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Published Sep. 17, 2021

A midi keyboard is an essential tool for every home music studio. Also known as a midi keyboard controller, this versatile piece of gear can be used to input music into digital notation software, track virtual instruments and effects in a digital audio workstation (DAW), and control synths and samples in a live performance.

One way to think about this powerful equipment is as a smooth connection between composing and producing. Midi keyboards are a bridge between the highly technical parameters of a DAW interface (like adjusting frequency, gain, or waveform shape) and the tactile experience of making music with an instrument (like percussively tapping buttons, turning knobs, or manipulating sliders). 

This guide is a jumping-off point for both formally trained and DIY musicians working with a DAW for the first time, or expanding an existing studio to include more specialized gear for your preferred musical styles. We’ll break down the pros and cons of individual models, help you choose from the top brands on the market, and make it easier to realize your artistic vision from anywhere. 

How We Picked the Products

Methodology

I’m a professional musician who plays an acoustic instrument and uses digital software as an aid to composing, recording, and editing. These are the main criteria I used to emphasize gear that enhances the possibilities of music creation while centering the individual artist’s expertise as a curator of sound. 

Brand: My choices were exclusively from brands carried by retailers who cater to serious musicians. No matter where you are in the process of composing and producing music, a quality tool from a reputable brand will give you better and more inspiring results.

Creative Process: Just because a midi keyboard controller is packed with features doesn’t mean an artist will find it comfortable to use them. I evaluated these selections by considering the perspectives of creators with different musical backgrounds, styles, and workflows.

Value: While pros can definitely find picks that meet their needs in these selections, I looked for keyboard controllers with a blend of features suitable for a wide range of creators at low- to mid-range prices.

Size: Many of the midi keyboards I selected are available in multiple sizes, usually pertaining to how many keys they have (ranging from 25 to 88). I considered size and its relationship to the type of creator best suited to a particular model when making my selections.

The Best Midi Keyboards: Reviews and Recommendations

Best Overall: M-Audio Oxygen Pro 49

A Balance of Powers

Every kind of musical artist can find something to appreciate in this versatile pick.
M-Audio

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Why It Made The Cut: We chose the M-Audio Oxygen Pro 49 as an all-around solid purchase for its ample keyboard, beat pads, analog-feel knobs, and faders at a reasonable price.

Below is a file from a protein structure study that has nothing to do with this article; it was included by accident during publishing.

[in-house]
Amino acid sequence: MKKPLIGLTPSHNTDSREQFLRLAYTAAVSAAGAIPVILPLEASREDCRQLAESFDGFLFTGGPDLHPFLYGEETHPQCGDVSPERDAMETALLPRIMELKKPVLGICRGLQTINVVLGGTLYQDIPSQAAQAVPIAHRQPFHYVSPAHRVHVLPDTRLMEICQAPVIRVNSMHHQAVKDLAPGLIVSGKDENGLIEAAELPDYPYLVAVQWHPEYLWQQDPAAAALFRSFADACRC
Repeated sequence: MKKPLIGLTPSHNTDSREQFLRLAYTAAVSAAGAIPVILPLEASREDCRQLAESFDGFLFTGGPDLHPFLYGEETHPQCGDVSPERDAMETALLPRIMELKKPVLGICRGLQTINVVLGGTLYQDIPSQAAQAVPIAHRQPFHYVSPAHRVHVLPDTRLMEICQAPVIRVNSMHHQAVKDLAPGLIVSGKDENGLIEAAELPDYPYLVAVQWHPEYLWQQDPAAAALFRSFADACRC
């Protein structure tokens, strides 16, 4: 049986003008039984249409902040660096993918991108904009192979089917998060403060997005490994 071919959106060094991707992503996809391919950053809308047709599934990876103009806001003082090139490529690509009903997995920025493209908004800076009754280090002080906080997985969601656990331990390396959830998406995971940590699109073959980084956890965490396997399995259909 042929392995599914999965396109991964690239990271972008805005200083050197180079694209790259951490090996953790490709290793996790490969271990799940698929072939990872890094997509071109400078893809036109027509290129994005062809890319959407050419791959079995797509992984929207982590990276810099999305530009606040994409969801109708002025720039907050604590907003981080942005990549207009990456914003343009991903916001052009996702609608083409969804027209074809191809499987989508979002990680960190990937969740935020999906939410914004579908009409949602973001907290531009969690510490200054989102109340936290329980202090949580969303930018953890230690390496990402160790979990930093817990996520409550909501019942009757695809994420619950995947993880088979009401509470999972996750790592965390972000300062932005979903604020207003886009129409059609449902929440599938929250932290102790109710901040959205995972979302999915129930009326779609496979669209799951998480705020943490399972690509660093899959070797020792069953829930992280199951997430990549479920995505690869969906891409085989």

Specs: 

  • Number of keys: 49
  • Product Dimensions: 10.4 by 31.5 by 3.3 inches 
  • Software Compatibility: Most DAWs including Pro Tools

Pros: 

  • 8 assignable knobs and 9 assignable faders
  • Plays nice with Pro Tools
  • Trigger full chords with a single key or pad

Cons: 

  • No touch strips, which some users may prefer to knobs, sliders, and wheels

While there are many DAWs on the market today from Apple’s Logic Pro X to Ableton Live, Pro Tools by Avid is ubiquitous for recording, producing, mixing, and mastering. Avid used to own M-Audio, and while M-Audio is now part of inMusic’s brands, the M-Audio Oxygen Pro 49 controls can easily be integrated into Pro Tools. This integration feature also applies to Ableton, MPC Beats, Cubase, Logic, Studio One, and more. 

Compatibility alone is enough to make this midi keyboard a smart pick for users who aren’t totally sure which DAW is best for them or who wear different musical hats (i.e., compose at home in Cubase, record, and mix in a studio running Pro Tools). Additional features like Channel Aftertouch where you can use key pressure to inform parameters of a virtual instrument plugin add customization on a pro-level. 

Can you find midi keyboards that feel more natural to the touch, with sleeker touch strips over clunkier faders and chunky wheels? Absolutely. But the M-Audio Oxygen Pro 49’s balanced range of features makes it a standout option for developing your process and voice as an artist.

Best Out-of-the-Box: Novation Launchkey Mini [MK3]

Versatile Instrument

This portable controller travels with you from the stage to the studio.
Novation

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Why It Made The Cut: We chose the compact and affordable Novation Launchkey Mini because it’s designed to work seamlessly with Ableton Live, an excellent DAW for both live performance and studio sessions. 

Specs:  

  • Number of keys: 25 minikeys
  • Product dimensions: 12.99 by 6.77 by 1.22 inches(1.57 inches including knob-caps) 
  • Software compatibility: Ableton Live 10 and up (built-in compatibility); other DAWs through scripts or HUI (Human User Interface)

Pros: 

  • Works out of the box with Ableton Live Lite (included)
  • Touch strips to control pitch and modulation
  • Arpeggiator makes intricate note patterns easy for non-instrumentalists

Cons: 

  • Minikeys not ideal for pianists
  • Use with DAWs other than Ableton Live not intuitive